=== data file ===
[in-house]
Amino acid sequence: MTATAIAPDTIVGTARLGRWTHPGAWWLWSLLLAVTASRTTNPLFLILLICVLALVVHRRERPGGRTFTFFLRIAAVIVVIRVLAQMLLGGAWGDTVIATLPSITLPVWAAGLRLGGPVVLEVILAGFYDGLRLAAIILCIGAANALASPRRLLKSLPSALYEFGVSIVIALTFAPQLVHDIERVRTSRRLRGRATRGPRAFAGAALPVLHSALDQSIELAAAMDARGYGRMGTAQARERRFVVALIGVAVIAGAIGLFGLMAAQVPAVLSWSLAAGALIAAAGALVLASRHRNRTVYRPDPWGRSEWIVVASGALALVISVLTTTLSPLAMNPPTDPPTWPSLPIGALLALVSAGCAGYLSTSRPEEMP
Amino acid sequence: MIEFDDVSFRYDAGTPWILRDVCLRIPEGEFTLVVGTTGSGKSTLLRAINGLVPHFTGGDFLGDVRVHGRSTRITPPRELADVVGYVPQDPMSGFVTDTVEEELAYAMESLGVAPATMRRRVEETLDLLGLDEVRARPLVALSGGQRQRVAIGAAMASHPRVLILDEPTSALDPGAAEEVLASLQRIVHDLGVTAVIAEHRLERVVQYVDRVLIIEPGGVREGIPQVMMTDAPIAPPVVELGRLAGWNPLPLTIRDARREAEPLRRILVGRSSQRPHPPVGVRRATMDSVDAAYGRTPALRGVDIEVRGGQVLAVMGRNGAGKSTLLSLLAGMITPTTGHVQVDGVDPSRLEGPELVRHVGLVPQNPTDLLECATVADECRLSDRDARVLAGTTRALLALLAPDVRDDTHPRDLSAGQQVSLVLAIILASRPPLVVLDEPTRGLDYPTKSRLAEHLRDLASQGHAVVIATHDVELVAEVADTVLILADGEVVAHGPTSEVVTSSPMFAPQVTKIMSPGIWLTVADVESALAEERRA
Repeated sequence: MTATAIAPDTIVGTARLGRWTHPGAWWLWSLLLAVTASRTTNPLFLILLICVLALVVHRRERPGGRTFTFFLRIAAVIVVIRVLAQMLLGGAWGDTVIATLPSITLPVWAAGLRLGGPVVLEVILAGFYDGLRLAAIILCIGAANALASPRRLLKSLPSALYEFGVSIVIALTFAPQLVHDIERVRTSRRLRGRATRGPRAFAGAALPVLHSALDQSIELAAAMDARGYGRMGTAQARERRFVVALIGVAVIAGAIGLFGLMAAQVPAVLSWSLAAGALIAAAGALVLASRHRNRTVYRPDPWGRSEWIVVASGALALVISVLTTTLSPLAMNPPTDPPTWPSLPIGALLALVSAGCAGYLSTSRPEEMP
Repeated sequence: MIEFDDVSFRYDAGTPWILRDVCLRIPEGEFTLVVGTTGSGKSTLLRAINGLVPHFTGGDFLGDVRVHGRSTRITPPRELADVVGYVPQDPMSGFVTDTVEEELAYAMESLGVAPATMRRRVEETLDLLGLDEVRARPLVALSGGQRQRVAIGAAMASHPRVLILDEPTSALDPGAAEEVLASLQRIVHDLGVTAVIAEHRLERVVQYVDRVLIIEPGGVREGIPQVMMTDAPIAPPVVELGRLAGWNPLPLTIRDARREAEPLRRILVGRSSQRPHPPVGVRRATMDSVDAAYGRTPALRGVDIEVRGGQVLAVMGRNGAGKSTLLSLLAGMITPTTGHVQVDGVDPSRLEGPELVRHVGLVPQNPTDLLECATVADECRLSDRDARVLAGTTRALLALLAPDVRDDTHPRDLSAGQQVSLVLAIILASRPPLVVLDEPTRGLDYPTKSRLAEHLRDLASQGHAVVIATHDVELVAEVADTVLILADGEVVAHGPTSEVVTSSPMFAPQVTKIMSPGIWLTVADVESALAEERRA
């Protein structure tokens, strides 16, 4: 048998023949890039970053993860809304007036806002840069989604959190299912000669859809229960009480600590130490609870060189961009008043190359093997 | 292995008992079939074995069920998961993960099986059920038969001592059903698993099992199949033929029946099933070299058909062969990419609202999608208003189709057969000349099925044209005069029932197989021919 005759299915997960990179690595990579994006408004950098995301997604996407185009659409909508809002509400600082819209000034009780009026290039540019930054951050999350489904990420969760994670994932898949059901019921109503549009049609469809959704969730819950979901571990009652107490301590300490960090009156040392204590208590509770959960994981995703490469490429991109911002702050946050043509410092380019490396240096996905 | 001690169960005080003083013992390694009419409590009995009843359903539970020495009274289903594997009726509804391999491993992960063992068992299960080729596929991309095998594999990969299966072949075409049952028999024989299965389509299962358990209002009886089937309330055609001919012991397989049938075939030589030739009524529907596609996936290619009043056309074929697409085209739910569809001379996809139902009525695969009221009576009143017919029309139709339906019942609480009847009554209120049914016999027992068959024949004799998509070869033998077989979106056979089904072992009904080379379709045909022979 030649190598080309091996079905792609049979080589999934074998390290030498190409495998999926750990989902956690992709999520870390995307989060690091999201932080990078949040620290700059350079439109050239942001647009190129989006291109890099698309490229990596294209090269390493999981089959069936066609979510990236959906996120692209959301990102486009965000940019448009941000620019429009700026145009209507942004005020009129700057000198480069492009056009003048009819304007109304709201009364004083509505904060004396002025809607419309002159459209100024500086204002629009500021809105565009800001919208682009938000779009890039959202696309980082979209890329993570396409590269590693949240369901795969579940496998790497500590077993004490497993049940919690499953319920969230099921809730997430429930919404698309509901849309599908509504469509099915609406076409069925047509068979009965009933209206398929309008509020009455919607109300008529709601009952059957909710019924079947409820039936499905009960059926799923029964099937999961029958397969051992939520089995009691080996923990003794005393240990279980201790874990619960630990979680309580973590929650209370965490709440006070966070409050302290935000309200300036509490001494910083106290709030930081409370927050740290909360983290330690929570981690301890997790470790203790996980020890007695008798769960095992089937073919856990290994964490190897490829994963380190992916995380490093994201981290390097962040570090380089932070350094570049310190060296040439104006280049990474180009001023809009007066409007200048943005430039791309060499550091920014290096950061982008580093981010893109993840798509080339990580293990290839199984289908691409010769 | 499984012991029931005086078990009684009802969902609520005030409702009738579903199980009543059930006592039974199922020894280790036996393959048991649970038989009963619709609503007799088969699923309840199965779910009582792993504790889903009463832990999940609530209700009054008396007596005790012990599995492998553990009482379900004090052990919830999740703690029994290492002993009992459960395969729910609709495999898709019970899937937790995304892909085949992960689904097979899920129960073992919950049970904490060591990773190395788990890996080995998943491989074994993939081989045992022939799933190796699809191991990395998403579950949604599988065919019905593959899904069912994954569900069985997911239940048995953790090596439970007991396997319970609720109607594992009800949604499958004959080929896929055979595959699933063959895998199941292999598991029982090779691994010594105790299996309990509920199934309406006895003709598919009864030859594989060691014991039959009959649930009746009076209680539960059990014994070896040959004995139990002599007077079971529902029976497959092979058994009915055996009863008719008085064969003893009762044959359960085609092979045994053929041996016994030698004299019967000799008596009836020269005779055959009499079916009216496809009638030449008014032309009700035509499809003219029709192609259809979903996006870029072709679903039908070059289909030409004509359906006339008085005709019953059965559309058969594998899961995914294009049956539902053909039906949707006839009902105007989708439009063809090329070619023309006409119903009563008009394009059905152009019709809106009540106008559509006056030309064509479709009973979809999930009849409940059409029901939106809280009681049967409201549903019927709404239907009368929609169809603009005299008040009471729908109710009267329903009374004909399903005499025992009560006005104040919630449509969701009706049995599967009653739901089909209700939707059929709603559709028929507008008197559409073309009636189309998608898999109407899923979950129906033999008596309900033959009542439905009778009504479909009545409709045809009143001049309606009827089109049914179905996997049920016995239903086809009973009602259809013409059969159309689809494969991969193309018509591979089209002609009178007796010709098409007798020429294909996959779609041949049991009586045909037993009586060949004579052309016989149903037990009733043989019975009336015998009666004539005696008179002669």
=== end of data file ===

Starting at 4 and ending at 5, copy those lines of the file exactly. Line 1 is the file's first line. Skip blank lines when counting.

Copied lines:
Repeated sequence: MTATAIAPDTIVGTARLGRWTHPGAWWLWSLLLAVTASRTTNPLFLILLICVLALVVHRRERPGGRTFTFFLRIAAVIVVIRVLAQMLLGGAWGDTVIATLPSITLPVWAAGLRLGGPVVLEVILAGFYDGLRLAAIILCIGAANALASPRRLLKSLPSALYEFGVSIVIALTFAPQLVHDIERVRTSRRLRGRATRGPRAFAGAALPVLHSALDQSIELAAAMDARGYGRMGTAQARERRFVVALIGVAVIAGAIGLFGLMAAQVPAVLSWSLAAGALIAAAGALVLASRHRNRTVYRPDPWGRSEWIVVASGALALVISVLTTTLSPLAMNPPTDPPTWPSLPIGALLALVSAGCAGYLSTSRPEEMP
Repeated sequence: MIEFDDVSFRYDAGTPWILRDVCLRIPEGEFTLVVGTTGSGKSTLLRAINGLVPHFTGGDFLGDVRVHGRSTRITPPRELADVVGYVPQDPMSGFVTDTVEEELAYAMESLGVAPATMRRRVEETLDLLGLDEVRARPLVALSGGQRQRVAIGAAMASHPRVLILDEPTSALDPGAAEEVLASLQRIVHDLGVTAVIAEHRLERVVQYVDRVLIIEPGGVREGIPQVMMTDAPIAPPVVELGRLAGWNPLPLTIRDARREAEPLRRILVGRSSQRPHPPVGVRRATMDSVDAAYGRTPALRGVDIEVRGGQVLAVMGRNGAGKSTLLSLLAGMITPTTGHVQVDGVDPSRLEGPELVRHVGLVPQNPTDLLECATVADECRLSDRDARVLAGTTRALLALLAPDVRDDTHPRDLSAGQQVSLVLAIILASRPPLVVLDEPTRGLDYPTKSRLAEHLRDLASQGHAVVIATHDVELVAEVADTVLILADGEVVAHGPTSEVVTSSPMFAPQVTKIMSPGIWLTVADVESALAEERRA